In May, Sisters had the opportunity to go for a spin in an electric vehicle and learn more about different types of EVs, as well as the technology behind them. Drive Electric Dayton visited Salem Heights, our central house in Dayton, on May 6 and shared information, as well as their passion for the many environmental and health benefits of EVs over internal combustion engine vehicles.
For example, their team shared that the largest contributor of greenhouse gas emissions in the U.S. comes from transportation — and the largest contributor to global climate change is fossil fuels such as coal, oil and gas, which contribute over 90% of all carbon dioxide emissions. EVs, on the other hand, produce no carbon dioxide emissions and do not require oil changes.
Drive Electric Dayton also debunked some common myths about EVs. For example, it’s a common misperception that EVs are not any more environmentally friendly than gas-powered vehicles. But we learned that electric motors convert 75% of the chemical energy from the batteries to power the wheels and emit no direct tailpipe pollutants, while internal combustion engines convert only 20% of the energy stored in gasoline — allowing the other 80% to escape through the tailpipe.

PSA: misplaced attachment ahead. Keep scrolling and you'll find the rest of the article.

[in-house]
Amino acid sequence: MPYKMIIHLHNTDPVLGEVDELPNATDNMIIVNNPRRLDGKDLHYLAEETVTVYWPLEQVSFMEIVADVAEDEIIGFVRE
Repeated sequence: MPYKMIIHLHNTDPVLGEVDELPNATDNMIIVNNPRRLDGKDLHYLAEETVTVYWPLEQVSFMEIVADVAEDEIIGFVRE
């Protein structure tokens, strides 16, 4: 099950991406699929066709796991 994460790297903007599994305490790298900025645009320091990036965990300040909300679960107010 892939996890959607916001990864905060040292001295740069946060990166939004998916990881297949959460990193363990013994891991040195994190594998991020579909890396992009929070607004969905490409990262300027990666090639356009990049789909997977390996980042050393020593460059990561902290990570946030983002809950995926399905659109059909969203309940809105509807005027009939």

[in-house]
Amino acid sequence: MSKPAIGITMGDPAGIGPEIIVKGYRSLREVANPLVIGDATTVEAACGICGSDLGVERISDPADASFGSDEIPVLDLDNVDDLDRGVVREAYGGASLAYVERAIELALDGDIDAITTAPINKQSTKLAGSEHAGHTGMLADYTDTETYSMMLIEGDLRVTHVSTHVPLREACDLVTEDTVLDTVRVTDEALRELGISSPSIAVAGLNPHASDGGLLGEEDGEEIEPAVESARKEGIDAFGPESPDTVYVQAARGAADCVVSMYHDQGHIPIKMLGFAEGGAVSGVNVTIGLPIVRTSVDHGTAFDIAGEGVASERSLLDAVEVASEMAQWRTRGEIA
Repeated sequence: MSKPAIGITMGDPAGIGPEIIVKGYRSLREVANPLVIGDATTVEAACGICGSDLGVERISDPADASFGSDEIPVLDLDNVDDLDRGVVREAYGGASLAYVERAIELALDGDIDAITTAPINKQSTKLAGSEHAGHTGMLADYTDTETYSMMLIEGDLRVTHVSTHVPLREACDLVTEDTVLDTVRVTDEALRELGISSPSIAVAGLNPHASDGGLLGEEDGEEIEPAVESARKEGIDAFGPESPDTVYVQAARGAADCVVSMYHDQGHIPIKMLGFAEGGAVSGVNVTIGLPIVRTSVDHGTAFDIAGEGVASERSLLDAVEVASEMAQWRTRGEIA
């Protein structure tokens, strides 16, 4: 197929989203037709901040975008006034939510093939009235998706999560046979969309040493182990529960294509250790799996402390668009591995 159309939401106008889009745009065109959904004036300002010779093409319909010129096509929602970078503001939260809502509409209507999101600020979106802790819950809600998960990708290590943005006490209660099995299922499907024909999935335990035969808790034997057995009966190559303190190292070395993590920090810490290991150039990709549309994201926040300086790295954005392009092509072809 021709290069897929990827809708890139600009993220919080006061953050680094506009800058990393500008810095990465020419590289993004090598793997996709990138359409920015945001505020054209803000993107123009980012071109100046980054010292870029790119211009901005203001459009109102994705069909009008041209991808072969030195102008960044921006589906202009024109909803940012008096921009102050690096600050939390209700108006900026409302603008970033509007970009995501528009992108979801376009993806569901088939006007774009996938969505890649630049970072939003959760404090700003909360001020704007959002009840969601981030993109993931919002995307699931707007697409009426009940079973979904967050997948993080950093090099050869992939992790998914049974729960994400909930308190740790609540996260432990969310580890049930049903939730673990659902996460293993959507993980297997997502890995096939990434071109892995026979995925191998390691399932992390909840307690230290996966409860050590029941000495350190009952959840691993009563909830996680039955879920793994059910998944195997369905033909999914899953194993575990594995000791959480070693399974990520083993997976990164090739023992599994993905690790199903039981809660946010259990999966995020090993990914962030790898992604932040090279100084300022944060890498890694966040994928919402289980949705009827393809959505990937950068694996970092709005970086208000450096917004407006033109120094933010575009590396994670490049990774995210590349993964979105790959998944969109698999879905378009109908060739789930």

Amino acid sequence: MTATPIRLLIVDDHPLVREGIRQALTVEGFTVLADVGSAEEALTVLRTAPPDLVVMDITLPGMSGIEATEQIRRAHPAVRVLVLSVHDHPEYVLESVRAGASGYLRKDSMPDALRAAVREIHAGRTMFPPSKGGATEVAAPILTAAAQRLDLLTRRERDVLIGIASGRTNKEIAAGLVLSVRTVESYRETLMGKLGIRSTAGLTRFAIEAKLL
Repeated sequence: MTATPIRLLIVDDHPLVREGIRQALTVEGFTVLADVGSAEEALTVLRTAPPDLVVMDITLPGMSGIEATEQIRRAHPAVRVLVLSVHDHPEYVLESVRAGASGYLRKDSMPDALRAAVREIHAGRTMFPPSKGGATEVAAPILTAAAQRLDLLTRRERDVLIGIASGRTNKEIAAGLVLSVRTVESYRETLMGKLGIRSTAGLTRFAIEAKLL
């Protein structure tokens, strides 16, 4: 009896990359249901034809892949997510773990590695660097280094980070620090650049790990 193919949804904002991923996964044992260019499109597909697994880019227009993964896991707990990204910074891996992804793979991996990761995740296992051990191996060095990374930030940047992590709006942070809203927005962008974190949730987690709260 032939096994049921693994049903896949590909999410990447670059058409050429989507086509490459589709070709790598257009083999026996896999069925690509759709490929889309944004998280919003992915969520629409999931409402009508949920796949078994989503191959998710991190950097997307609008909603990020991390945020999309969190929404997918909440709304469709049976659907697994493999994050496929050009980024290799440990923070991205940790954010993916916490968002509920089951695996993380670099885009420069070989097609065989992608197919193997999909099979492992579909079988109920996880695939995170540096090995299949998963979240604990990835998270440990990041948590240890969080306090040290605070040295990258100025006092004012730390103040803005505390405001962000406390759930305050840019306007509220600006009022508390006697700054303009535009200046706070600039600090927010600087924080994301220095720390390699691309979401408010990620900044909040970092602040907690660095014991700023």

Our Congregation has been recognized as a Laudato Si community by the Archdiocese of Cincinnati, meaning that we are a community committed to caring for our common home, the Earth. We continue to look to Laudato Si as our guiding light in living out those principles.
All of us are stewards of God’s amazing and wonderful creation — and as Catholic Christians, we hold this joy and responsibility close to our hearts. We are all called to care for the Earth so that others can enjoy this beautiful gift just as we have. And we look forward to learning more about electric vehicles as one way we can continue to do that.
— Story by Mary Knapke and Peace, Justice and Ecology Coordinator Jen Morin-Williamson
Correction: the article “Abundant Blessings: Our Ministry in Guatemala” on Page 10 of our previous issue, Winter 2023, misstated the timing of Sister Mary Faye Hellman’s arrival in Guatemala. According to our archives, she arrived a month after Sister Rosalina Gonzales, not a few years later. We apologize for the error.